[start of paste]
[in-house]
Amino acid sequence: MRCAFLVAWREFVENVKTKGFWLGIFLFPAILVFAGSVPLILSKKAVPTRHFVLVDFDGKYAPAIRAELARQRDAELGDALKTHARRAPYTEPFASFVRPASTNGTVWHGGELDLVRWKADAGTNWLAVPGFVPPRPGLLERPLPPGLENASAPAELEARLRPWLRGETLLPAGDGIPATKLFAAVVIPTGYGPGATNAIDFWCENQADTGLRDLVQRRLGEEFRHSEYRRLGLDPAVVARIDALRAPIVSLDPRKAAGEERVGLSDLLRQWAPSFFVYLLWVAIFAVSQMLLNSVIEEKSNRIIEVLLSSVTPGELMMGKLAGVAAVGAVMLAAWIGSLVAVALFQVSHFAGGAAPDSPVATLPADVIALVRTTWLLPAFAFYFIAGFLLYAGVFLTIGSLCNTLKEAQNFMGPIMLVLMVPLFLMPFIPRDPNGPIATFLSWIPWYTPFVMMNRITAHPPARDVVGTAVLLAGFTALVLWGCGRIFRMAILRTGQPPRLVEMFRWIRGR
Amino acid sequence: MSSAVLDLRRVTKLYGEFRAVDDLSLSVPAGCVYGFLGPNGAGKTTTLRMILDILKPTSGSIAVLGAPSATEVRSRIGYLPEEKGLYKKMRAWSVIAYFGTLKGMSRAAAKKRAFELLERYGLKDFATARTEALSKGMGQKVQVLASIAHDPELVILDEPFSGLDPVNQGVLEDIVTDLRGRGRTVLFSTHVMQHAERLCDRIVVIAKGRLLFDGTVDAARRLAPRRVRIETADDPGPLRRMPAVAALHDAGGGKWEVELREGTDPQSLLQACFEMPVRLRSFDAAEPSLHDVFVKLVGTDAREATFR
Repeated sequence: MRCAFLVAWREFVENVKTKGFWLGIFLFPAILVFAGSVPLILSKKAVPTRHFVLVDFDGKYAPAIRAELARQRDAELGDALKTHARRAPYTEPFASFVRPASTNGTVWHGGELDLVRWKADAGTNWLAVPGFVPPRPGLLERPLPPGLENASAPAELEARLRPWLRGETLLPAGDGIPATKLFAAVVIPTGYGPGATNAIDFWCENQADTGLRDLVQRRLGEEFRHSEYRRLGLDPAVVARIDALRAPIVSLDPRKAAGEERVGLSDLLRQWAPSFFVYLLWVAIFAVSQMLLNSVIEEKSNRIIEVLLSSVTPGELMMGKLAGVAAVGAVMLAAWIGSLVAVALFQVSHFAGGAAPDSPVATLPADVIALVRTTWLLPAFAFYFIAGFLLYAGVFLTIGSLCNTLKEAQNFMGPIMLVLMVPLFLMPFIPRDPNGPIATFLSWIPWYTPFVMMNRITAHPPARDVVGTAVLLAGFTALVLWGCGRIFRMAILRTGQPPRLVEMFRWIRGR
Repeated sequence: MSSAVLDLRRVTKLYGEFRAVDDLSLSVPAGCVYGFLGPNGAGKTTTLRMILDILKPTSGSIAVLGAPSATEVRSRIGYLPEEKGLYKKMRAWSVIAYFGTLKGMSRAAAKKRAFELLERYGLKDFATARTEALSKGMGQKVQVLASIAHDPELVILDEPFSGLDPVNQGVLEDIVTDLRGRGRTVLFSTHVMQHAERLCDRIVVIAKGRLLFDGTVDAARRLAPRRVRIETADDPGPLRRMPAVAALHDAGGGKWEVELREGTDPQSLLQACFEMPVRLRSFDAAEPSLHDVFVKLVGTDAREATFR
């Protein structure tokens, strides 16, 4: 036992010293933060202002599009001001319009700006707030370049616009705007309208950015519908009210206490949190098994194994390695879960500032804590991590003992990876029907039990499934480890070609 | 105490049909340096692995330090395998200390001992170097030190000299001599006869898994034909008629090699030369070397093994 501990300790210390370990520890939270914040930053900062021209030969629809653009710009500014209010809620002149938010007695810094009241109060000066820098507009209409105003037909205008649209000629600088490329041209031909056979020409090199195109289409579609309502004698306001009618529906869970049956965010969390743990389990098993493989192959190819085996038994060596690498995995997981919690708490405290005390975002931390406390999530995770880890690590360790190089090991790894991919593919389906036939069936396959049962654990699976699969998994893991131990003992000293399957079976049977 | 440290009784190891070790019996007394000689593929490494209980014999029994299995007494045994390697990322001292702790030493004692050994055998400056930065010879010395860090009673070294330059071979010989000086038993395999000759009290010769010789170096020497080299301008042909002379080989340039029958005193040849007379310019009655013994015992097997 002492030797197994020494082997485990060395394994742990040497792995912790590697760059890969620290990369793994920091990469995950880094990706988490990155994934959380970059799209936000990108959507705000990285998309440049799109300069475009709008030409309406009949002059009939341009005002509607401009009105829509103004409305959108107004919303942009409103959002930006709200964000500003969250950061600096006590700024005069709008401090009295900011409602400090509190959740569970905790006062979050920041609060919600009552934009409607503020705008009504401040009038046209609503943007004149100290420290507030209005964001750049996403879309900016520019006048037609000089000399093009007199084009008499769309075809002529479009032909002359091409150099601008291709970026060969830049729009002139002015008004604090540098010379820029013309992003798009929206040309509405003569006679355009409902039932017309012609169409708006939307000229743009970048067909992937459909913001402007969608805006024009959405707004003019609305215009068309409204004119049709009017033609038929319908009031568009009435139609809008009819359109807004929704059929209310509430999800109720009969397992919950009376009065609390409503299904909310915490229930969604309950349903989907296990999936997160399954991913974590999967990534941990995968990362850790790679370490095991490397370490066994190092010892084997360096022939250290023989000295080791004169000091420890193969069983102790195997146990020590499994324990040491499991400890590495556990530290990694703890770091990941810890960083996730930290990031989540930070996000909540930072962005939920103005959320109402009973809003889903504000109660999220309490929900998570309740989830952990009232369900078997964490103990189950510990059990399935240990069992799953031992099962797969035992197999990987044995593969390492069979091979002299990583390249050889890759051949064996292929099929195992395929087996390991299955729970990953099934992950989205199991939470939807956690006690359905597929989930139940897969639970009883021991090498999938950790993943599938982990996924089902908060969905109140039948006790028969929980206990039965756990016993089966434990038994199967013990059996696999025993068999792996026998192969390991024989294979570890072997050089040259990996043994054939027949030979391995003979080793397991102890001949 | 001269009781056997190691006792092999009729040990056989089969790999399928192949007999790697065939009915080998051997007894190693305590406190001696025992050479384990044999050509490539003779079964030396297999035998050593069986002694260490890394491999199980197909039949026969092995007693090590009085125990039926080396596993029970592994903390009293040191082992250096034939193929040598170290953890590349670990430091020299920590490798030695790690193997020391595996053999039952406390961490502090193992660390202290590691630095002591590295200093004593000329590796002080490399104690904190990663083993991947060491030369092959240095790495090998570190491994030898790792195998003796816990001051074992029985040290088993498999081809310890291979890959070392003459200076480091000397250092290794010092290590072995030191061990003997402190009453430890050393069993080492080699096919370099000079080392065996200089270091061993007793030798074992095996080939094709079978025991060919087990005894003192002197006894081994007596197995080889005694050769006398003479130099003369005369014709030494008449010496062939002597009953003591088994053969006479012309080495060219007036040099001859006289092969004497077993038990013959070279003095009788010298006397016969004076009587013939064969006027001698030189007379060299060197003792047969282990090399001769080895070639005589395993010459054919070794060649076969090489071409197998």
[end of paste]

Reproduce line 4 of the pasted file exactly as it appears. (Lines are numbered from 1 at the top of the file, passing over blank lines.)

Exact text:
Repeated sequence: MRCAFLVAWREFVENVKTKGFWLGIFLFPAILVFAGSVPLILSKKAVPTRHFVLVDFDGKYAPAIRAELARQRDAELGDALKTHARRAPYTEPFASFVRPASTNGTVWHGGELDLVRWKADAGTNWLAVPGFVPPRPGLLERPLPPGLENASAPAELEARLRPWLRGETLLPAGDGIPATKLFAAVVIPTGYGPGATNAIDFWCENQADTGLRDLVQRRLGEEFRHSEYRRLGLDPAVVARIDALRAPIVSLDPRKAAGEERVGLSDLLRQWAPSFFVYLLWVAIFAVSQMLLNSVIEEKSNRIIEVLLSSVTPGELMMGKLAGVAAVGAVMLAAWIGSLVAVALFQVSHFAGGAAPDSPVATLPADVIALVRTTWLLPAFAFYFIAGFLLYAGVFLTIGSLCNTLKEAQNFMGPIMLVLMVPLFLMPFIPRDPNGPIATFLSWIPWYTPFVMMNRITAHPPARDVVGTAVLLAGFTALVLWGCGRIFRMAILRTGQPPRLVEMFRWIRGR